Former offenders as mentors
Wednesday, November 14, 2018
It's widely reported that there's been an increase in street violence, particularly in London - with the number of knife and gun crimes rising. While the causes are complex and multifaceted, victims and perpetrators of serious youth violence often lack a relationship with a trusted adult.
One way to help reduce crime is to use ex-offenders as peer mentors. Those who have overcome adversity and stopped offending can act as positive role models for their peers - especially teenagers who are at risk of committing crime or being drawn into gang activity.
My research found that young people on court orders really value building empathetic and collaborative relationships with professionals who are ex-offenders, and have first-hand experience with the criminal justice system.
When carefully selected, provided with extensive training and given tailored support, former young offenders can be uniquely well-equipped to help their peers in need of support. And they can encourage young people on court orders to engage with criminal justice services and make positive changes in their lives.
Peer mentors can offer advice and support to young people who are experiencing personal, social or emotional di?culties, because they have first-hand experience overcoming such problems themselves. Projects operating around the world offer proof that this can work in practice.
One approach in the US is to recruit ex-offenders as credible messengers who can build trust and inspire change among young people. These mentors, who have transformed their lives, are viewed as assets who can help motivate young people - who are often marginalised and disadvantaged - to make better decisions and desist from crime. The project has been shown to reduce re-offending and improve young people's self-esteem.
Similarly, the St Giles Trust, based in London, works with young people exposed to or at risk of violence. Their SOS project carefully recruits ex-offenders to engage young people.
The effectiveness of this approach was borne out in my research: in 2016 and 2017, I spoke with 20 young people and 20 professionals from a youth offending service in England, which works with young people who get into trouble with the law.
One young person in my study said: "…unless you've experienced that, you cannot tell them… you cannot relate to them. Unless it's happened to you, or someone that you know, there's no way you can fully understand how they're feeling."
Teenagers who are at risk of committing crime or being drawn into gang activity may be reluctant to talk to authority figures. But if the person they're speaking to is an ex-offender themselves, they may be more forthcoming. For example, another of my participants, Anthony, spoke passionately about a trusting relationship he had built with one of his workers, who had experience in the care and criminal justice systems.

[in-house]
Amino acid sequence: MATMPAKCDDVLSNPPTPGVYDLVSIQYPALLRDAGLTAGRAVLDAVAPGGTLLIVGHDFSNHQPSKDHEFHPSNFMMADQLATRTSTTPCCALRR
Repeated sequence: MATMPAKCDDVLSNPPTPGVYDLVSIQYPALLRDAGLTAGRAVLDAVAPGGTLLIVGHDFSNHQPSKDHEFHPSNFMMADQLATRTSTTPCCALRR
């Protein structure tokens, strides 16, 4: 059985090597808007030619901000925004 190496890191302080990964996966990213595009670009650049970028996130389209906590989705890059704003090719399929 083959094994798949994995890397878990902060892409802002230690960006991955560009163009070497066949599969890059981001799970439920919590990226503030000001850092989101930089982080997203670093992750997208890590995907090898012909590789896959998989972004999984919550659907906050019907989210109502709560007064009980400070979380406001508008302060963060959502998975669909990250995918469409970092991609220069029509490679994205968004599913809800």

Anthony said his worker was non judgmental and able to empathise and offer guidance when he was in a di?cult situation. He described how he has contacted his worker on many occasions in a state of panic and valued receiving emotional and practical assistance. Anthony described his worker as inspirational, and was keen to follow in his footsteps in the future, by securing a job which involves caring for others.
Another of my participants - Zain, aged 17 - was also inspired by his mentor: "I'd love to do his job. He sort of inspired me. ‘Cos I know about his past, he knows about mine. And it's pretty similar, do you know what I mean? Grew up on a bad estate, got into drugs."
Yet within the justice system there is still some scepticm about whether ex-offenders can steer their peers away from crime.
There are challenges: young people may lack the ability to offer emotional and practical assistance to their peers who are experiencing mental health problems. For this reason, it's crucial to provide ex-offenders with appropriate training and ongoing support.
What's more, they may have their own unresolved traumas, which could make it more difficult for them to form constructive relationships with both their peers and professionals. And this is why it's important for authorities to screen and select the right people.
Yet peer mentoring can be an antidote to the disconnected, unhearing and technocratic criminal justice process. And the young people who engage in mentoring can discover that they have talents and abilities they didn't know they had.
Because they're seen as role models, rather than authority figures, young people who are ex-offenders can forge positive and meaningful connections with their peers, to the benefit of both parties. Above all, mentoring gives young people who have overcome their own hardships a chance to help others do the same.
Sean Creaney is lecturer in psychosocial analysis of offending behaviour at Edge Hill University. This article is republished from The Conversation under a Creative Commons license